A Disneying array of fish tales.
When does a Katt feel at ease in a mouse house? When hes at Walt Disney World to attend the Gartner Symposium/ ITxpo
, of course. The consultancy offered the symposiums estimated 6,000 attendees a prediction of solid growth in tech spending for next year, a message that seemed as upbeat as that of the nearby Magic Quadrant, er, Kingdom. Of course, Mickeys theme park message doesnt also include continued cost cutting or outsourcing Donalds and Goofys jobs to make the wish come truebut what the heck.
How much does Gartner value its clients? One Katt crony claimed that the saying "Bad breath is better than no breath" was sometimes used by insiders at Gartner when discussing sales and getting face time with potential customers. "Me-ouch!" thought Spence as he popped another Altoid.
At keynote time, the Kittys curiosity was aroused when Microsoft CEO Steve Ballmer
mentioned the possible upcoming acquisition of an unnamed software company to provide Redmond with XML
management capabilities for Web services. "You should stand by for news," said Ballmer.
Le Chat chuckled when HP Chairman and CEO Carly Fiorina
riled the Big Blue bunch during her keynote by claiming she declined to purchase PricewaterhouseCoopers
eight times, including for $3 billion a week before IBM
coughed up $3.5 billion for the consultancy. One IBM exec, still grumbling the next morning, called Fiorinas tale "the Pinocchio story of the week." The Katt did recall a July 2002 Forbes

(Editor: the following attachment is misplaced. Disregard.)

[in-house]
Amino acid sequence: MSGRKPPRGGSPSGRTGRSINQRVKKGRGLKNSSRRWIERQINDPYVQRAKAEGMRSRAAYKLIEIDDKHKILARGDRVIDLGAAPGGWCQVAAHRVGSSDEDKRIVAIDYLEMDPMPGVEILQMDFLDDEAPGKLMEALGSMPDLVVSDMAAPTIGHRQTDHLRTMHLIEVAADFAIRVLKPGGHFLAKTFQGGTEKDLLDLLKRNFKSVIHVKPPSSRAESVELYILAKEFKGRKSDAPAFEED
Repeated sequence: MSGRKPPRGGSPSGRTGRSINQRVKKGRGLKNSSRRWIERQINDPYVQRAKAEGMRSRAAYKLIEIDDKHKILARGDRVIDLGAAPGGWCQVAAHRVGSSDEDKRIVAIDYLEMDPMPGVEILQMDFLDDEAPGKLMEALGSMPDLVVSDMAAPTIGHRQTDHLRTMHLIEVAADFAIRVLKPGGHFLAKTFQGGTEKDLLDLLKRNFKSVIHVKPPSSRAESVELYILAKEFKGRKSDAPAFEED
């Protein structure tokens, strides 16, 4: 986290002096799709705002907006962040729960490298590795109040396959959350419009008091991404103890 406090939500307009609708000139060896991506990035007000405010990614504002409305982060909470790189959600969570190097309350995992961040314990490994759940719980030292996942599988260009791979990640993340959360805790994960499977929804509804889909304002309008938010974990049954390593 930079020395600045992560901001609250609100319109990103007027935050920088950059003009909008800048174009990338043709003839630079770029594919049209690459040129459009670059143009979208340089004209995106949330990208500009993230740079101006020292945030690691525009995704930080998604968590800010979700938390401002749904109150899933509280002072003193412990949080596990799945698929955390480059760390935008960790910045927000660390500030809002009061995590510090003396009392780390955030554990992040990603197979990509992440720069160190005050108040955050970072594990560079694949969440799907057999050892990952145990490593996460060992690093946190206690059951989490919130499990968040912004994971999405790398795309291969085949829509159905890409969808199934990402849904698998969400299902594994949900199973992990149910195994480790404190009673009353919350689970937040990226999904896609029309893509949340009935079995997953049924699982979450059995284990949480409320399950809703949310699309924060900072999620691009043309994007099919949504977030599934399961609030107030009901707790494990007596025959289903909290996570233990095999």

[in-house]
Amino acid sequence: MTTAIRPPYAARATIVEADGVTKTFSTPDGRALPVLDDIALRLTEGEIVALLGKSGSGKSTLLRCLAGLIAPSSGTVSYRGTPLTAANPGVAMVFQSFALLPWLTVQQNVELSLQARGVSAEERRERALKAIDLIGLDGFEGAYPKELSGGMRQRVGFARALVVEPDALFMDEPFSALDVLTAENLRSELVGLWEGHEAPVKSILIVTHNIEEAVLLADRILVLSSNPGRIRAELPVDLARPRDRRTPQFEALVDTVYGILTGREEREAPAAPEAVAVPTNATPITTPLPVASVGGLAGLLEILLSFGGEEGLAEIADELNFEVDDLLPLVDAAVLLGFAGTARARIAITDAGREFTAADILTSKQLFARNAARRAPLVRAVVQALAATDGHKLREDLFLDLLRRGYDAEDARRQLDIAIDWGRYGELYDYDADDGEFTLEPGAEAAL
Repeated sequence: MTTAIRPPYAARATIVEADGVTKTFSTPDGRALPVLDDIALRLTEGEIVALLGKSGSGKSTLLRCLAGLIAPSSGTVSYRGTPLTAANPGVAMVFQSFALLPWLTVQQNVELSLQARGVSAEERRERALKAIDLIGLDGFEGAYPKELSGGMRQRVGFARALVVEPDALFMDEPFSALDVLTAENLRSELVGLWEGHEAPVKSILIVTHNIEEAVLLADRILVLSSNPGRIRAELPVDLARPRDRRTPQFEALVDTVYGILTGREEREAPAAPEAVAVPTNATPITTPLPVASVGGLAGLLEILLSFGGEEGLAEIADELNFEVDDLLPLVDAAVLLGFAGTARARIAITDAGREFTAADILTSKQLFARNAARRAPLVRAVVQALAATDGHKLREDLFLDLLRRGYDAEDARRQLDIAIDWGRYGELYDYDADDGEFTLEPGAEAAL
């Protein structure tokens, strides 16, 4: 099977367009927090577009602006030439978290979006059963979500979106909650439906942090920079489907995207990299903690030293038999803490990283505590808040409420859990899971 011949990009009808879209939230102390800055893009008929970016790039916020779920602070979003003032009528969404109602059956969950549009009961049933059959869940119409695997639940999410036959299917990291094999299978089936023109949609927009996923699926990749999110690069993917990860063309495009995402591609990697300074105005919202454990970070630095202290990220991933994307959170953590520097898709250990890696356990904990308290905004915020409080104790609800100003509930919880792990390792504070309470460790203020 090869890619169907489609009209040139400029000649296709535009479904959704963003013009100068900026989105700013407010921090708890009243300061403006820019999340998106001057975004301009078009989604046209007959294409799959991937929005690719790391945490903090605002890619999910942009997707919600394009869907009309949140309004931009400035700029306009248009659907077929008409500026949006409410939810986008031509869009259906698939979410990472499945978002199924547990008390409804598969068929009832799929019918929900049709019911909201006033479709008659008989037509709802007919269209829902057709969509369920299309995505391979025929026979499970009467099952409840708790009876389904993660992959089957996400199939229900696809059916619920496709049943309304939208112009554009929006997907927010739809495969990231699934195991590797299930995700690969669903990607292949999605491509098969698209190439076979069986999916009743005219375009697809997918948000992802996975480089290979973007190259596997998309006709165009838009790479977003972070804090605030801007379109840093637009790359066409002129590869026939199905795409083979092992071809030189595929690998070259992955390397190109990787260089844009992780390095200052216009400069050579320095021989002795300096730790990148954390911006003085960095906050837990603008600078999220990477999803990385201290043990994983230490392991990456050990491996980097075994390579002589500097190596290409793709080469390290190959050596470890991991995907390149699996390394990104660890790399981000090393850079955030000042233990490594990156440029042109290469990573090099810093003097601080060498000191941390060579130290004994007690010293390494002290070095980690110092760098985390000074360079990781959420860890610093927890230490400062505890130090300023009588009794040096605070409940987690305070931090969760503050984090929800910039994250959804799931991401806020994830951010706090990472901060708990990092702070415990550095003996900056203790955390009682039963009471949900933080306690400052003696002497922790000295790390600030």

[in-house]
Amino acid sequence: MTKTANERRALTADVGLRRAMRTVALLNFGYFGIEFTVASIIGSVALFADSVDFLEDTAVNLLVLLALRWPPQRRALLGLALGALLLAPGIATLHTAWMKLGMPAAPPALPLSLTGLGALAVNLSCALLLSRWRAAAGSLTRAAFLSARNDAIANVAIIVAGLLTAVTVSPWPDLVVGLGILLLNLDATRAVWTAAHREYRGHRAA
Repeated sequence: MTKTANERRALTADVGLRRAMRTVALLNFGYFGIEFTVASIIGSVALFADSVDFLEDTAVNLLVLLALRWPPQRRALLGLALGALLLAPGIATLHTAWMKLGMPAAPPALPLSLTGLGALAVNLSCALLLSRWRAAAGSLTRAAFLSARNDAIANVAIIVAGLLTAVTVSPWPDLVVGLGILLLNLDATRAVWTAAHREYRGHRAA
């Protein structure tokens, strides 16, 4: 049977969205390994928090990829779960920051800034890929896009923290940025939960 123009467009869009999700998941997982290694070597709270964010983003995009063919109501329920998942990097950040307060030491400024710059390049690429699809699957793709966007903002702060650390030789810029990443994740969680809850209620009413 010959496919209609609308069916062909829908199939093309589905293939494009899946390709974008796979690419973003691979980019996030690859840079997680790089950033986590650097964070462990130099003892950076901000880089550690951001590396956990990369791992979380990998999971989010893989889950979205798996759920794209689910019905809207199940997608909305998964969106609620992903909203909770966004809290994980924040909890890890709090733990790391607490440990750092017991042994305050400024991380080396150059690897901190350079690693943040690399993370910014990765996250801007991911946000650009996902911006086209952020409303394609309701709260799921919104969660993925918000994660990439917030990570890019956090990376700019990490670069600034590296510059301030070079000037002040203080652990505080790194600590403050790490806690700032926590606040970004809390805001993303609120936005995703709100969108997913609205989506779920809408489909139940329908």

report that claimed IBM grabbed PwC for about one-quarter the price HP had previously negotiated to pay for the company.
The symposium press room seemed more like Splash Mountain when a busted pipe sent water across the ceiling, dousing at least one reporter. Seeking drier ground and something to wet his whistle, the famished Furball made his way to Shulas Steak House inwhere else?the Dolphin. Instead of arguing football, the gridiron-grokking Grimalkin talked shop with a Computer Associates
insider, who claimed that since CFO Ira Zar and several others had been axed for "accounting irregularities," folks in the companys accounting/finance arm wonder nervously if more heads will roll.
Just as the Tawny Titan was about to turn in for the evening, he got a call from a bookish buddy touting Melanie Crafts third novel, due in May. The authors Web site says the book is called "Man Trouble" and concerns a romance authors attempt to make a family man out of a billionaire playboy whose "bad-boy image is losing its luster." One can ask if Crafts real-life fiancé, Oracle boss Larry Ellison
, wonders where she finds such characters.